Jerusalem’s Holy Sepulchre reopens but guidelines for public access still under review

Yesterday clerics from the three Churches that manage the Holy Sepulchre were able to visit the church, which remains closed to the public. For the Custody of the Holy Land, the three Churches are working out the public safety guidelines, which will include a closed number, social distancing, and safety measures.

Jerusalem (AsiaNews) – After the official announcement, the Holy Sepulchre was supposed to reopen to the public on Sunday after a long hiatus due to the COVID-19 pandemic, but the restrictions imposed after the lockdown was lifted have made it virtually impossible to visit one of Christianity’s greatest symbolic venues.

Only a small number of clergymen from the Latin, Armenian, and Greek Orthodox Churches were allowed to visit the church, whilst worshippers were left disappointed at the entrance.

Brother Alessandro Caspoli, communication director of the Custody of the Holy Land, gave AsiaNews the official explanation for the limited access, namely "organisational and logistical issues" among the three Churches. To solve them Church leaders “are meeting to agree on guidelines that would gradually regulate access, social distancing, and maximum number of people allowed inside.”

The Greek Orthodox, Armenians and the Custody “should strike a deal in a few days to allow access to the holy site,” said Br Caspoli. This will come with “precise guidelines such as the ban on kissing or getting too close” to the icons, statues or religious symbols. The State of Israel has set “a 50-person restriction for indoor spaces,” he added.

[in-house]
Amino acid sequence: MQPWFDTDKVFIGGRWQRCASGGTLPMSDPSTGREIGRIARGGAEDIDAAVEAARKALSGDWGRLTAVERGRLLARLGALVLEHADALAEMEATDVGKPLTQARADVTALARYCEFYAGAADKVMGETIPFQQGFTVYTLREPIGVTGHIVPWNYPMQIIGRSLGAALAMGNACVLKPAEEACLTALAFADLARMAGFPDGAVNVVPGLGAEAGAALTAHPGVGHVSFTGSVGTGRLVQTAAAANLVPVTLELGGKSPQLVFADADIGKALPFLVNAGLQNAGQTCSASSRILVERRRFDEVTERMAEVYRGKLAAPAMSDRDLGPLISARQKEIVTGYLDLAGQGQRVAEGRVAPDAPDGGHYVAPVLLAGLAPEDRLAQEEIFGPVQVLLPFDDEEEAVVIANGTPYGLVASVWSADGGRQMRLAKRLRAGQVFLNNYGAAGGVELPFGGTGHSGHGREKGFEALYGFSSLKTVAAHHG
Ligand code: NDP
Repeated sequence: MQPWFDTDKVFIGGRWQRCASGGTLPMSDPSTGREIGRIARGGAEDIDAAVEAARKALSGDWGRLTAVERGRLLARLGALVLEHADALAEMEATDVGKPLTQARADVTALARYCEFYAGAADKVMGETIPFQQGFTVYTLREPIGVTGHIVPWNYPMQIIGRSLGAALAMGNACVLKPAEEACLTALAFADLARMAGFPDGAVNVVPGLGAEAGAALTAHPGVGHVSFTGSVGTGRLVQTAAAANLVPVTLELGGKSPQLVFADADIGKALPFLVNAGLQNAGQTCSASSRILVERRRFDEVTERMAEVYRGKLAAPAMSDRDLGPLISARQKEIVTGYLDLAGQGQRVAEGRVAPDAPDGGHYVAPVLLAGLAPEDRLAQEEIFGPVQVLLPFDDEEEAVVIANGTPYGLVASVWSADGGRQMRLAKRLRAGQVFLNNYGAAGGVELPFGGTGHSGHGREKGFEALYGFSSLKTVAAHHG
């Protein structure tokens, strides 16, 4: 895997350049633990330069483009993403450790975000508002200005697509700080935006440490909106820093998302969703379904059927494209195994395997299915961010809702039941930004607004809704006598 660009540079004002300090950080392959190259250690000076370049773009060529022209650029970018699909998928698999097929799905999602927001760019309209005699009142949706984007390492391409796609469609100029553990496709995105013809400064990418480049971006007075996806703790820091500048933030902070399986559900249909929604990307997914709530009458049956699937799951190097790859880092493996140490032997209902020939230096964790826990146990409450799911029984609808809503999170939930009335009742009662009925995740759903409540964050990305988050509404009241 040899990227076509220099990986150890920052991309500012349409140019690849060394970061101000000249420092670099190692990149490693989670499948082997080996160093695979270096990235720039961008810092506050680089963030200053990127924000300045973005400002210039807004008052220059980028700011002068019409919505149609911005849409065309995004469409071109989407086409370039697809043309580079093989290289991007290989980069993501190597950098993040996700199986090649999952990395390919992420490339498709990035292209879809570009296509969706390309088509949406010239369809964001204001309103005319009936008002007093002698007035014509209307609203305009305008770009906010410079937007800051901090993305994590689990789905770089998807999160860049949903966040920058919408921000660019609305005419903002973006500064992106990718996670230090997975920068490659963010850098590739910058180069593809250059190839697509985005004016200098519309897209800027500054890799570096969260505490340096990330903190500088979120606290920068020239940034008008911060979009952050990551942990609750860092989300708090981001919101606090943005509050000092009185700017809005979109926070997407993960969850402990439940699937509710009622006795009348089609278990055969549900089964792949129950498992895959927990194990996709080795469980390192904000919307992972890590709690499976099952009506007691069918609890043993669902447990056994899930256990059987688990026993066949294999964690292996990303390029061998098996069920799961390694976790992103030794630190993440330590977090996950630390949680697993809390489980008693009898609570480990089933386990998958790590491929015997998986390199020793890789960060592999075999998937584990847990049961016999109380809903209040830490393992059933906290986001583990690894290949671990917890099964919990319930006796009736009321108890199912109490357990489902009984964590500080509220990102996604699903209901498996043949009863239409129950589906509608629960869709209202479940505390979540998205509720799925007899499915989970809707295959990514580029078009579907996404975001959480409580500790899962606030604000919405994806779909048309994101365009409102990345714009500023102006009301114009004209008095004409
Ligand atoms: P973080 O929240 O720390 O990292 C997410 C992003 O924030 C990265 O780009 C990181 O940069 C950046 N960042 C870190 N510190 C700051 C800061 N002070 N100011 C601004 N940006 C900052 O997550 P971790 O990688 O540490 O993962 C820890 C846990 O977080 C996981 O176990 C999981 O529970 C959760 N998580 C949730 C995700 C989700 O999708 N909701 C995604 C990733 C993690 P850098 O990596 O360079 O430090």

A few days ago, the Greek Orthodox Patriarch Theophilus III, the Custos of the Holy Land Brother Francesco Patton and the Armenian Patriarch Nourhan Manougian issued a statement announcing the reopening of the Holy Sepulchre on 24 May.

In reality, Church leaders and religious officials have always had access to the place of worship, which was off limits to all other visitors, including worshippers, pilgrims and tourists.

For safety reasons, “the Basilica will be accessible only to those who have no fever or symptoms of infection and are wearing suitable face coverings,” reads the aforementioned statement. “It will also be necessary to keep a minimal distance of 2 meters”.  

According to the Times of Israel, some worshippers gathered in front of the Holy Sepulchre hoping to enter and pray but Church authorities prevented them.

Although the church is officially open, “access to it will be done gradually according to agreed guidelines,” said Br Caspoli. In fact, the church “was never closed, because the friars and clerics have remained active inside. Now the question is laying down some rules, and checking how they work.”

Before the COVID-19 emergency, due to the "great number of pilgrims,” people queued up “for hours" to get inside the Holy Sepulchre and other holy sites, “even in early February when the number of visitors drops considerably.”

Br Caspoli expects large number of “pilgrims to return to the Holy Land by next Christmas, especially from abroad. Some agencies are already booking ahead. However, everything remains linked to the local and global evolution of the pandemic.”